Scott Mehan and Emma Tveit deliver a presentation on helping refugees Charlie Fraser

The Cambridge University Save the Children Society welcomed representatives from the charity Refugee Utility Project for an event in Clare College on Thursday.

The Refugee Utility Project is a non-governmental organisation (NGO) that is working to alleviate the suffering caused by the Syrian refugee crisis, especially focusing on refugees currently in Jordan. It has been operational for nine months and was set up in order to better deal with the difficulties that bigger NGOs face.

The event comprised a presentation from Scott Mehan and Emma Tveit on the issues the charity is trying to combat, the current work that is being done and plans for the future, and finally a Q&A session.

Mehan and Tveit, the Director of Overseas Operations and Head of Communications and Research respectively, spoke first about the problems in Jordan. Currently, there are about 655,000 registered refugees in the country as a result of the danger and disruption caused by the Syrian Civil War.

One of the more important issues which Mehan raised was the fact that around 80 per cent of refugees are living outside of officially recognised camps. He pointed out that this “makes it very hard to track numbers” and determine what exactly is going on.

Those who live outside recognised camps must either take up residence in cities, as so called ‘urban refugees’, or in what are known as ‘Informal Tented Settlements’ (ITSs). This causes a number of problems, including a lack of rights, particularly when trying to get work. Tveit warned that “if refugees are caught working illegally then they can get deported back Syria”.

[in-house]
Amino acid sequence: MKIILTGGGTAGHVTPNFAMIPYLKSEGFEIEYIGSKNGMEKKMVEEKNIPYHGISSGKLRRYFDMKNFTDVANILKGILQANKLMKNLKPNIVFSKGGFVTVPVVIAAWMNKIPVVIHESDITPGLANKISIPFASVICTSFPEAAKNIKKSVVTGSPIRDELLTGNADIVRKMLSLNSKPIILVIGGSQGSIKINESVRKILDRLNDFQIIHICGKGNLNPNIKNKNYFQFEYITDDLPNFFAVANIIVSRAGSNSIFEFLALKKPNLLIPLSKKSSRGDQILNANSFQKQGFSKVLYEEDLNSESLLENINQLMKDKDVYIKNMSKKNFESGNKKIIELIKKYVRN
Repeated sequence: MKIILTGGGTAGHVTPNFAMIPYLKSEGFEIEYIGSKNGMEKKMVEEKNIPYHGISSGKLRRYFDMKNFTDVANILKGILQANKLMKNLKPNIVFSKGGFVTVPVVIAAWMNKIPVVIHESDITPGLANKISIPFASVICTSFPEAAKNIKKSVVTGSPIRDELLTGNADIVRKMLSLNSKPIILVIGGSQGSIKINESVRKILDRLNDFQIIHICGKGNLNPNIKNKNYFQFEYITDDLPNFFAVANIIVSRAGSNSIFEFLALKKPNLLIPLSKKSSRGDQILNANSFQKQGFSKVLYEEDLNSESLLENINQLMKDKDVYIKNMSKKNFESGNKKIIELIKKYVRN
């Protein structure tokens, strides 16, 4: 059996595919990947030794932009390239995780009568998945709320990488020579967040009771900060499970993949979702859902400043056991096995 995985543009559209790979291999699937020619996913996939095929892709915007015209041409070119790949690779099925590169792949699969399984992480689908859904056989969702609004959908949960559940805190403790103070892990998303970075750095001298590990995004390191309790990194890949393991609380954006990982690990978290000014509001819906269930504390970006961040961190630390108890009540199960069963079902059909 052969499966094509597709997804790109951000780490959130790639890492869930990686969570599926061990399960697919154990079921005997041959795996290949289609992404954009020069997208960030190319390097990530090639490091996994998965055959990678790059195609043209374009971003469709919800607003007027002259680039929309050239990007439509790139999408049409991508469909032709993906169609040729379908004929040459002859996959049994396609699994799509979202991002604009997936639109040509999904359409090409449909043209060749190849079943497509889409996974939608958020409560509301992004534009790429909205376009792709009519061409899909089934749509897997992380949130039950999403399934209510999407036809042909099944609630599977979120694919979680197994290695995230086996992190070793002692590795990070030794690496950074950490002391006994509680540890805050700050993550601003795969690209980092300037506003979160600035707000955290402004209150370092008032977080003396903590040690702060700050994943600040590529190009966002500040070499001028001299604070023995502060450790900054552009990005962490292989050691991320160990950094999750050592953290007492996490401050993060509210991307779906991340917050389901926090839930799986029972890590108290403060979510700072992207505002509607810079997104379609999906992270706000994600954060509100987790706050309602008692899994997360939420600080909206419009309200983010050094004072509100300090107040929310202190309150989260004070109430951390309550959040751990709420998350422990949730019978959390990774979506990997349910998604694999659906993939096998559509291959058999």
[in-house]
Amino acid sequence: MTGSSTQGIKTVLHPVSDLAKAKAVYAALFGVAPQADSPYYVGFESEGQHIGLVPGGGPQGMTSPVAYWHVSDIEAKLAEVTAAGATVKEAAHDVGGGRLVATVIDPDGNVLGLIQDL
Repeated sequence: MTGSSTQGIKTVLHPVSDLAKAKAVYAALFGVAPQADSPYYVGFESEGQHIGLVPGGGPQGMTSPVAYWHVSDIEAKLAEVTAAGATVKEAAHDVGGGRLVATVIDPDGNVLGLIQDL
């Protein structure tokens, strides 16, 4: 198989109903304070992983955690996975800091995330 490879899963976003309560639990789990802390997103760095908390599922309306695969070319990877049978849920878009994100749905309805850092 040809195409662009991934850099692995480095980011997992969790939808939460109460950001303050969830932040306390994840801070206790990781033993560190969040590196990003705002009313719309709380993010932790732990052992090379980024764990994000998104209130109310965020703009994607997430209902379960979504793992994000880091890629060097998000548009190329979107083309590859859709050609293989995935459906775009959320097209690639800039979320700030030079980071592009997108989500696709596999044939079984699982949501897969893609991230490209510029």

The charity’s approach, according to the pair, is embodied in the maxim, “locate, assess and assist”. It is currently focusing on certain specific projects, including finding work for refugees, especially for those who would normally find it more difficult to get a job. There is also a strong focus on education: they are providing informal education for children in ITSs who have no way to get to a school, and are working with Action for Change Jordan to set up a much better school in the Rukban refugee camp, which is situated on the Jordan-Syrian border.

Sneha Barai, one of the individuals responsible for organising the event, said she “thought the event was a success” and that “it was the perfect opportunity to raise some awareness and discuss the issues refugees face”.

The University’s Save the Children Society exists to raise awareness of the suffering of children across the world, especially as a result of poverty, poor education and conflicts, and to raise money to help alleviate these problems. This was its first ever speaker event. It comes at a time of increasing student support for the plight of refugees in the University, with one student setting up a website to express refugee solidarity. Another has recently produced “Love Trumps Hate” T-shirts to raise money for refugees.

“Since we are supporting the Syrian Crisis Appeal this year, we were really grateful that Scott and Emma could fly in from Jordan to speak about their work”, Barai said. “There’s been so much media coverage about the refugee crisis recently that it’s hard to know the truth, so it was really interesting to hear from people who have seen what the situation on the ground is really like.”

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